Most people have heard of the Masai Mara.  This area is part of the landscape of The Great Migration that occurs in Kenya and Tanzania every year.  The Masai Mara is named for the river, the Mara, and the tribe that lives there, the Masai.  We stayed at a lodge in this conservation area for a few days.  Each morning, we were awakened by the sounds of African drums.  We got up very early and headed to the main lodge for a hot tea or coffee and cookie.  We were off and into our private vehicle right away.  The sunrise is wonderful, the vista is breathtaking, and the animals are waking and moving around.  The dirt trails are everywhere.  Our driver and naturalist expert, Stanley, pointed out the various types of birds we saw as well as the many animals....Giraffes, Water Buffaloes, Ostriches, Zebra, Elephants, Gnu (aka Wildebeests), an occasional Lion, Cheetah, or Hyena.  We were totally surprised about the variety of beautiful birds.  We had never seen birds like this.  The Hoopoe, Crowned Crane, Bee Eaters, Kingfishers, and the iridescent wings of the Lilac-Breasted Rollers.  We felt like we were a part of this bigger than life exploration.  We were experiencing our own "Great Migration."
The morning game drive includes a stop with a picnic breakfast.  The lodge provides all the goodies, fresh boiled eggs, hot tea or coffee, cookies, dried fruits and juices.  The atmosphere cannot be duplicated anywhere else in the world. 
The morning drive concludes around 10-11 am and we had the mid-day time on our own.  The lodge offers many options, take a nap, enjoy some of the reading materials in the library, use the computer when available to send emails and check news back home, enjoy a great lunch in the main lodge, talk to fellow travelers.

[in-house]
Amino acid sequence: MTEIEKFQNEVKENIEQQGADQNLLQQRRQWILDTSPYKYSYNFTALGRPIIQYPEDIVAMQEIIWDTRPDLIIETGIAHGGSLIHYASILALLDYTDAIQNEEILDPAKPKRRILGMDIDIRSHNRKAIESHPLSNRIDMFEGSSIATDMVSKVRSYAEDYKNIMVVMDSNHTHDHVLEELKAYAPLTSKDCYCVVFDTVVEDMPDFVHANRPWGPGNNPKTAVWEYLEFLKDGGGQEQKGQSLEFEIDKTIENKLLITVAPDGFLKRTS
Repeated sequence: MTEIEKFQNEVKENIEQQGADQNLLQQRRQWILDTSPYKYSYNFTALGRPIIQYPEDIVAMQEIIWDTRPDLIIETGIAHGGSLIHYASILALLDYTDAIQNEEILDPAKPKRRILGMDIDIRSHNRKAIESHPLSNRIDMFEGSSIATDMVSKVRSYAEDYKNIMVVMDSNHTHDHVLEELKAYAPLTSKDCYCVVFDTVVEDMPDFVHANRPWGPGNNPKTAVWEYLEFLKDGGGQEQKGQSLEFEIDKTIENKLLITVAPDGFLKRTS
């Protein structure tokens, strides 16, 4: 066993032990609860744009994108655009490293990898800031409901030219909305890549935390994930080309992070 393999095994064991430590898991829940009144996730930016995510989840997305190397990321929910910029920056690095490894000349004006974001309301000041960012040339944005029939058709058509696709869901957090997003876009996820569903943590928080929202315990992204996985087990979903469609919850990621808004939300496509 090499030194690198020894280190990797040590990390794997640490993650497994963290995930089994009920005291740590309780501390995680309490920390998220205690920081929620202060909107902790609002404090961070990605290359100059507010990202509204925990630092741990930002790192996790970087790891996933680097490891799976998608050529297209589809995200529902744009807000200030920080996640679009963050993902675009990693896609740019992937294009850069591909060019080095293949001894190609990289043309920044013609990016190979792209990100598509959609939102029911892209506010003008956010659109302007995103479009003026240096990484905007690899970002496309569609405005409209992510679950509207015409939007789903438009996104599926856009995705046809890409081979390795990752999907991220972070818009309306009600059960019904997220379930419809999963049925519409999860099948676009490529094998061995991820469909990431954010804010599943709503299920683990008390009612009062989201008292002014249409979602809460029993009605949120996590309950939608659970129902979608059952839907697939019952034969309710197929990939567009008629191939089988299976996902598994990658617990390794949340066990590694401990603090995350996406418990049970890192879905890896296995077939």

I used this time to write a journal entry each day, or compose emails.  The afternoon game drive began right after tea time (around 4 pm).  This English ritual is part of the routine in Kenya and Tanzania, held over from colonial times.  We loved it!  We were off again on the late afternoon game drive to see what was going on in the Bush!  As the light became less, the nocturnal animals were more active, the big cats.  We love cats of all sizes and colors...The mama lions with cubs make a kind of chirping noise very unlikely for a cat.  We had never heard that sound before.... The cheetahs were sleek and very laid back.  The leopards were beginning to stretch and move off their high tree limbs.  These drives are awesome!
We did go to the edge of the Mara River where we saw the huge Crocs that line the water's edge and the Hippos that make the most echoed sound in the recesses of the river.  It was like they were grunting to each other to keep in touch with those around the bend that they could not see.  We were not there during that tumultuluous Great Migration when life and death are at stake, but you could see it in your mind's eye and we were glad that we did not experience any of that.  Mother Nature can be cruel... For those of you who want to see Africa without all the stress and anxiety of the Great Migration, do not go in the summer months. 
Our week in Kenya was about to end.  We were off to see Tanzania...Continued tomorrow!

Sunday, March 13, 2011

What, No Cages?

Since I have a few weeks yet before the new 2011 Adventure begins, I thought I would keep your interest by narrating our previous Adventure back in 2007.  As I mentioned before, we had two weeks in Africa, one in Kenya, and one in Tanzania.  The Kenyan week was first. 
We saw the Samburu Conservation Area, visited the tribal village and gave out school supplies and lollipops, and stayed near Mt. Kenya at the salt lick.  After that, Stanley drove us to the Masai Mara Conservation Area.  That drive took all day, but we learned alot about the local people and did get stuck in mud once.  Richard got out and pushed while Stanley tried to get some traction.  We did fine, but Richard's shoes were caked with thick mud....I am only telling you this because of the wonderful service we received when we finally arrived at the Masai Mara Serena Lodge that evening.  The staff there on check-in noticed his shoes right away.  They offered to clean them and Richard was glad to get them off.  It was dark already and dinner was served, so we cleaned up and went to the lodge dining area to enjoy our meal.  When we returned to our room, the shoes were at the front door, clean as a whistle....